In Depth

The Crown Estate: Are we paying a queen's ransom for the royal family?

The monarch is due a pay rise next year thanks to a portfolio of land that goes back to the Norman Conquest

Revenues from the Crown Estate, a collection of land and property across the UK that traces its history back to the Norman conquest, hit a record high last year.

As a result, the Queen will get a boost to her income in the years ahead, which will in particular help fund expensive renovations to Buckingham Palace.

If that all seems a bit arcane that's because it is - so let's clear a few things up.

What is the Crown Estate?

It's the company that manages an extensive portfolio of land and developments owned by the reigning monarch.

The estate includes everything from the seabed in the foreshore around more than half of the UK to a whole array of inland areas that have been passed down the generations or acquired along the way, including 19 shopping parks and centres and most of Regent's Street in London.

How does it fund the Queen?

For hundreds of years, the revenues from the estate have been passed to the government and a set amount passed back to fund the monarch's household, working royals and official duties.

Since 2011, the Sovereign Grant Act set this as a fixed percentage of the surplus income, or profit. It started at 15 per cent but is being increased to 25 per cent for ten years from this year to pay for a £369m renovation of Buckingham Palace.

The grant is paid two years in arrears, so last year's record high earnings of £329m will equate to a grant to the Queen of a little more than £82m in 2018/2019.

Is this her only source of income?

The sovereign grant replaces a range of income sources that included what was known as the Civil List and various parliamentary grants, but the Queen also earns money elsewhere.

Her private income, the Privy Purse, mainly includes income from the Duchy of Lancaster, a hereditary portfolio of assets in Lancashire, Greater Manchester and Merseyside that traces its roots to 1265.

This is different from the Duchy of Cornwall, which is another hereditary estate established by charter in 1337 and whose income is paid to the heir to the throne the Prince of Wales, currently Prince Charles.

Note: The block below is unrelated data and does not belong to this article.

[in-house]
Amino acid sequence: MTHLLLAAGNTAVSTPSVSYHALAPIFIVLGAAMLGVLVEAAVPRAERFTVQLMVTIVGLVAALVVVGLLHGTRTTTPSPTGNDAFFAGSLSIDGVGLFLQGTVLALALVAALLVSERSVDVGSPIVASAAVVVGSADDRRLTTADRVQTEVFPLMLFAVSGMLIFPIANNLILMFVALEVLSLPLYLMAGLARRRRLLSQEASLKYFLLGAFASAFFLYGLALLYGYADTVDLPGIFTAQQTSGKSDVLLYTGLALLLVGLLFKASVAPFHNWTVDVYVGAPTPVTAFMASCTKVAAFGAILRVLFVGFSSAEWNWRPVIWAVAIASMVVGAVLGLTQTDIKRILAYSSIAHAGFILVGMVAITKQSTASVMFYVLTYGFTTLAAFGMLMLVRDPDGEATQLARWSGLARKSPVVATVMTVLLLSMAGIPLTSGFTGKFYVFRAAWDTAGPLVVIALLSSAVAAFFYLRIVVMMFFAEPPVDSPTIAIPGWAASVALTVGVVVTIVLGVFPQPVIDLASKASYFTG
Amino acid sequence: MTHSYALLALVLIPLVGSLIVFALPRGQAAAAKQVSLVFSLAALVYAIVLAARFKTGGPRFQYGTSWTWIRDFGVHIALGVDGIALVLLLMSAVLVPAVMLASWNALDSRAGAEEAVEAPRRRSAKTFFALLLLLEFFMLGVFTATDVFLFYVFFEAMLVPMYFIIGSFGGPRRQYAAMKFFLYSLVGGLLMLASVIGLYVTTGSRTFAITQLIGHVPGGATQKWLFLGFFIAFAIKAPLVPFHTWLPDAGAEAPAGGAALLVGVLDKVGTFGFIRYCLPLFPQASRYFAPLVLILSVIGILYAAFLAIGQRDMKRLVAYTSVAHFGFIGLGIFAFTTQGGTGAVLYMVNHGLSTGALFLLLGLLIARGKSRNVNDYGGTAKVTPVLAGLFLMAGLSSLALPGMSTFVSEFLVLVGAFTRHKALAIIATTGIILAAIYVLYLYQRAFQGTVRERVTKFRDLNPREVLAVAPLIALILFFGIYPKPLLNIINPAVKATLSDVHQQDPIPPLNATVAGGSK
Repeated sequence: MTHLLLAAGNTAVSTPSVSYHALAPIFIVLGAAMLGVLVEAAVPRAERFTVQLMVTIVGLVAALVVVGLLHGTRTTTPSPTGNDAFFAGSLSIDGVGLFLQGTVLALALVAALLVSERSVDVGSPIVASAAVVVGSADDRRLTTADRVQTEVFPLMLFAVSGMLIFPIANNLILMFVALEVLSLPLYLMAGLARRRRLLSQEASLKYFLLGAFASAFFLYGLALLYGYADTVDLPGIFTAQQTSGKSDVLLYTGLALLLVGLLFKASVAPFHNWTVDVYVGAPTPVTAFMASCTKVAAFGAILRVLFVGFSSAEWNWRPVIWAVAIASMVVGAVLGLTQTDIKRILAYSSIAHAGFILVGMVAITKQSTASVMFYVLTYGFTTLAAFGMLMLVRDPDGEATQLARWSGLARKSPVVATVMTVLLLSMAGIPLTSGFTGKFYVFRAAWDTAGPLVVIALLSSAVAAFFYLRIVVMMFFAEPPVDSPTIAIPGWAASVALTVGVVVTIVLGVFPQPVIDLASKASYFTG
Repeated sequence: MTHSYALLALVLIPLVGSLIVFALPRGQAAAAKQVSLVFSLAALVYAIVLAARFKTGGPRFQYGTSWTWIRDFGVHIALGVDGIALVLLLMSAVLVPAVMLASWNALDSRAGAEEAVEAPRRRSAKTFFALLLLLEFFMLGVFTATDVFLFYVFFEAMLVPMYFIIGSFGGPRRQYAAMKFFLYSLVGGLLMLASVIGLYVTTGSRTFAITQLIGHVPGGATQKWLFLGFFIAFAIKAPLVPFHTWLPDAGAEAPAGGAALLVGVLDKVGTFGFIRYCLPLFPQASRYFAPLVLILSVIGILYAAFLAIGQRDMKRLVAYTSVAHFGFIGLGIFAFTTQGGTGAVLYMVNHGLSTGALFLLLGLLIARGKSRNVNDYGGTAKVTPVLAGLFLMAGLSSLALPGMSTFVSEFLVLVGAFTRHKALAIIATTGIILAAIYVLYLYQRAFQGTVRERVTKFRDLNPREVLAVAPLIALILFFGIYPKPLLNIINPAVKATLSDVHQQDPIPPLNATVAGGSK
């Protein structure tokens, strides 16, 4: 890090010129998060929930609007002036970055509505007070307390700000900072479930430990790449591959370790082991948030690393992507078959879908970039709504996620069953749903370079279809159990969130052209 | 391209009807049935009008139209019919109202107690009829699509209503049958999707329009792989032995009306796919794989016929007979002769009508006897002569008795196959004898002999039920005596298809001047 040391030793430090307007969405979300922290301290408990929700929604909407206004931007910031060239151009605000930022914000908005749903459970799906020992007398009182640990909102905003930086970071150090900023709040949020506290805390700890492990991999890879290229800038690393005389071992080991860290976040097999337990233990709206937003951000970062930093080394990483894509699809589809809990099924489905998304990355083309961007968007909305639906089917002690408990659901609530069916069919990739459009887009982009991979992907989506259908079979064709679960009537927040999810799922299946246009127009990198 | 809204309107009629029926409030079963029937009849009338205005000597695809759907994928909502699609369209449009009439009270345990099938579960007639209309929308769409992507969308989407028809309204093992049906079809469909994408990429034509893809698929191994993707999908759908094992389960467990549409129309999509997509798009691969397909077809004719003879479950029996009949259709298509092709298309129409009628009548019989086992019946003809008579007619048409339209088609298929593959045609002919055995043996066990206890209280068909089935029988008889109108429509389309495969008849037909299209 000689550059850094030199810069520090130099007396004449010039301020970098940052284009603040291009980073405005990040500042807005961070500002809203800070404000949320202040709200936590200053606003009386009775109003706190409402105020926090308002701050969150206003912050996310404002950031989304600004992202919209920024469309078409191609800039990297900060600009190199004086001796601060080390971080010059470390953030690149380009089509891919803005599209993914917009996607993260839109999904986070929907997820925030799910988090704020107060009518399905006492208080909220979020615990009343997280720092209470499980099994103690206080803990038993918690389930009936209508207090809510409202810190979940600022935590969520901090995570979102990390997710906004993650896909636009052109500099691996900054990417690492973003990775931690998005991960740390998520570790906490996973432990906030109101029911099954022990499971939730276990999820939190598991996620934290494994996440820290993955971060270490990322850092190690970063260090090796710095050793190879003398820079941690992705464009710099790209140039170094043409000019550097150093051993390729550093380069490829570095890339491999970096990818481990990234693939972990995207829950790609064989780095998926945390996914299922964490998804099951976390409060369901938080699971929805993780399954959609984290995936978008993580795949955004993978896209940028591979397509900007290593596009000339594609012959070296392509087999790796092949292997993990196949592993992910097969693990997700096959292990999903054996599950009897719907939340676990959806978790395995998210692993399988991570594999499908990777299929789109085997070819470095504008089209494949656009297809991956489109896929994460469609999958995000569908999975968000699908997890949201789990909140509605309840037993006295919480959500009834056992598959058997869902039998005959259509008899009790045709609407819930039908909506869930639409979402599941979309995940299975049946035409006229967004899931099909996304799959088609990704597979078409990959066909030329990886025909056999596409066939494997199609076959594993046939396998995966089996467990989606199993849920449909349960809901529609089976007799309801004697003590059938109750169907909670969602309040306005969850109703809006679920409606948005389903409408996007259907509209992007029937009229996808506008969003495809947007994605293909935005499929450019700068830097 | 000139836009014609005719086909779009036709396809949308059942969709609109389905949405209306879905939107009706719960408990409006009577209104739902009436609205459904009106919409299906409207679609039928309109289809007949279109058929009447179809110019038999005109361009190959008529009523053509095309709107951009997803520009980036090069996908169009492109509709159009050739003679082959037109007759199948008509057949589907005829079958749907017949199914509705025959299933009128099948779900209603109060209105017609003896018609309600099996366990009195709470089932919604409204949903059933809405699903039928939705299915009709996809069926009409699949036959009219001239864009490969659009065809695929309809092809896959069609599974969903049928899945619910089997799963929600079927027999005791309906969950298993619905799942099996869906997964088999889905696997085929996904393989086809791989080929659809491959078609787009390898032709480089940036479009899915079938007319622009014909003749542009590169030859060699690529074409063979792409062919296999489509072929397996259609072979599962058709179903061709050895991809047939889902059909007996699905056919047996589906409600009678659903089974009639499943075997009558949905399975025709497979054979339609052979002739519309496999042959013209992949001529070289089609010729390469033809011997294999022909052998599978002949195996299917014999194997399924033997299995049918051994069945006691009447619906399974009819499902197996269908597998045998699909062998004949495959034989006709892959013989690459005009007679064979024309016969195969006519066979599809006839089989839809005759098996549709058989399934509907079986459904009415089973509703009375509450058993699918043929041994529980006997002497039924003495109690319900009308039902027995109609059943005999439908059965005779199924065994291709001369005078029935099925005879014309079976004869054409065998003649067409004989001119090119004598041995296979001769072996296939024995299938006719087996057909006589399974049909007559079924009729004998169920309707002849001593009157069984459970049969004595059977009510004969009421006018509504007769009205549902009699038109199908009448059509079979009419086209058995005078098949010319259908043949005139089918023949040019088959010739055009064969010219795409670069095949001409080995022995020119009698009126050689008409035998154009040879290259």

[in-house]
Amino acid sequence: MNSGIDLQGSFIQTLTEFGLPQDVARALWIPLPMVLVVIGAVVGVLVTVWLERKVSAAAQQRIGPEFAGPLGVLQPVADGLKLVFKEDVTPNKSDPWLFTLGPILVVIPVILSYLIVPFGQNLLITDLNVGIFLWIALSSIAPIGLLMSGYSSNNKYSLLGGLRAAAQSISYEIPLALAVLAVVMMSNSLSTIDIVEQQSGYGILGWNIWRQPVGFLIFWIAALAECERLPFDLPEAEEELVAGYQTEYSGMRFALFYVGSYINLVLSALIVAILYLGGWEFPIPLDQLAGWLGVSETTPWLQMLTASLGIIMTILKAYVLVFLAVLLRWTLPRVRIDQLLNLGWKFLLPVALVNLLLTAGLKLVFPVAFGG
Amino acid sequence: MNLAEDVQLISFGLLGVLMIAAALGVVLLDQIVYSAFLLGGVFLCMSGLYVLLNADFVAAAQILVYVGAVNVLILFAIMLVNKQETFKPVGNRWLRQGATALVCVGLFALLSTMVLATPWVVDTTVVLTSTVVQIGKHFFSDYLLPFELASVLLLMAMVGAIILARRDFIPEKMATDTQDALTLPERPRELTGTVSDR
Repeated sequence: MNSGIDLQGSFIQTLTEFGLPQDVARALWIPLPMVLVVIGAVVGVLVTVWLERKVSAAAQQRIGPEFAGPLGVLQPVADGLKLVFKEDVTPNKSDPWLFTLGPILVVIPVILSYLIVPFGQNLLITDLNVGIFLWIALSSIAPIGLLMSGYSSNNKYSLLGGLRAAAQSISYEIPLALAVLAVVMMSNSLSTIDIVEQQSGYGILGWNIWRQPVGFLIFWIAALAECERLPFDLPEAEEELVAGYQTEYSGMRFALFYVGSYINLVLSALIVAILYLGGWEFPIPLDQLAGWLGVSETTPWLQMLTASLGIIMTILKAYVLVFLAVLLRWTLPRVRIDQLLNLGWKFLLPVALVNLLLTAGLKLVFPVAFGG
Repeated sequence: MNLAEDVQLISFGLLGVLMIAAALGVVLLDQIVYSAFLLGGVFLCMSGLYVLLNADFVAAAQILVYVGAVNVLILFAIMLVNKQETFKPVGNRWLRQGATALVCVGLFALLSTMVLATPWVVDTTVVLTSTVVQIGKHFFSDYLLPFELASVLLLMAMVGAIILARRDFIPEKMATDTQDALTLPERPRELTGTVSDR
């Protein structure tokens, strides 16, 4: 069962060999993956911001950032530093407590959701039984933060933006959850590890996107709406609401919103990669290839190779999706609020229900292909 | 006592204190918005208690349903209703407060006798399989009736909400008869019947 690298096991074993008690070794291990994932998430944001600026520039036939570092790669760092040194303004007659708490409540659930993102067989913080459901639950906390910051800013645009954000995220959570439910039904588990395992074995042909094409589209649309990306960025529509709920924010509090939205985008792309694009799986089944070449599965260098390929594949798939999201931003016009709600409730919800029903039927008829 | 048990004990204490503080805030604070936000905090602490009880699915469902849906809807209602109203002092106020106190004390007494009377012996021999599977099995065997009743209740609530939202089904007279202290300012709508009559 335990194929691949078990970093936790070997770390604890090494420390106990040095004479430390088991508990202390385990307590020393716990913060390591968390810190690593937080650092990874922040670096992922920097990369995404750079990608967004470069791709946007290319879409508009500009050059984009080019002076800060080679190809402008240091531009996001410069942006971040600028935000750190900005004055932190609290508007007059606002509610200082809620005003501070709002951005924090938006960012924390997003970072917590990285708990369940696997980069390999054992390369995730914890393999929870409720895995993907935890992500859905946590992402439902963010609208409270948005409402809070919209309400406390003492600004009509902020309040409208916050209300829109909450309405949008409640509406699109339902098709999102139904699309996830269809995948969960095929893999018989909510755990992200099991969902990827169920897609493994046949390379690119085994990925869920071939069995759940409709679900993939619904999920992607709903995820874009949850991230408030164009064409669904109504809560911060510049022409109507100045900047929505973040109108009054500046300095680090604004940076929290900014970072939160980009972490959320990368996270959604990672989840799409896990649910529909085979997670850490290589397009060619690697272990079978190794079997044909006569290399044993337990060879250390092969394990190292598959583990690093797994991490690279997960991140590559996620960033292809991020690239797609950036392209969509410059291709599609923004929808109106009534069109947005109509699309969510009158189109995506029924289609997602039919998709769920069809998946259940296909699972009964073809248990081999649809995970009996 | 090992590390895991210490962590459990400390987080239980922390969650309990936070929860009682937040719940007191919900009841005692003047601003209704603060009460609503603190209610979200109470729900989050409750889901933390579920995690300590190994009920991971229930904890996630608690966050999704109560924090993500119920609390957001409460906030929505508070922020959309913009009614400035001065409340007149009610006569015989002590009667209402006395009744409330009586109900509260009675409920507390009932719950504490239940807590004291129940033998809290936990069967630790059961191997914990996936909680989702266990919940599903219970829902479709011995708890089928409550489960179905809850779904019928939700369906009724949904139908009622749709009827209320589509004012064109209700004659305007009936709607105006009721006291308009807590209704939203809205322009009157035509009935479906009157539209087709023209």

So who owns the palaces?

The royal palaces are owned privately by the Queen, with the likes of Buckingham Palace and Windsor Castle being maintained from her own income while those open to the public, such as Hampton Court Palace, are run by the Historic Royal Palaces charity.

What is the history of the Crown Estate?

Following the Norman Conquest in 1066, all undesignated land in England was attributed to the monarch, but it wasn't until 1760, under George III, that the formal process of passing these revenues to the government in return for direct funding was instituted.

After that, at the beginning of each monarch's reign, a Civil List Act was passed to deal with royal funding.

In 1961, the Crown Estates Act created the company that now manages the estate and which is run by a board called the Crown Commissioners. The funding was simplified by the Sovereign Grant Act.

Are things different in Scotland?

Scottish crown assets were added to the arrangement since 1832, but when the Scotland Act 2016 came into force in April, control has been transferred back north of the border.

Management of and income from Crown Estate land in Scotland is now in the hands of the Scottish government. This only affects the net income once the Queen's grant has been taken into account.

There are a few bits of Crown Estate in Scotland, such as a retail park in Edinburgh which is 50 per cent owned by the estate in a limited partnership, that has not been transferred over because of differences in commercial law between England and Scotland.

So does the Queen cost us money?

Depends who you listen to - and your view will probably be determined by whether you're a monarchist or a republican.

If you only look at the grant for the monarch's official duties, we currently pay around 65p a person. When this goes up under the new funding settlement, it'll cost around £1.25 per person.

In addition, that's only 25 per cent of the earnings from the Crown Estate, with the remainder being retained by the Treasury for the public good.

However, Republic campaign group says the royal family actually costs £345m once the likes of security and local authority costs for visits are taken into account.

It also questions including Crown estate surplus revenues into the figure as it considers the portfolio of assets are rightfully the property of the public.

Royalists counter that even if you accept these arguments, the monarchy accounts for around £500m in tourism revenues each year, making the Queen and her family good value.

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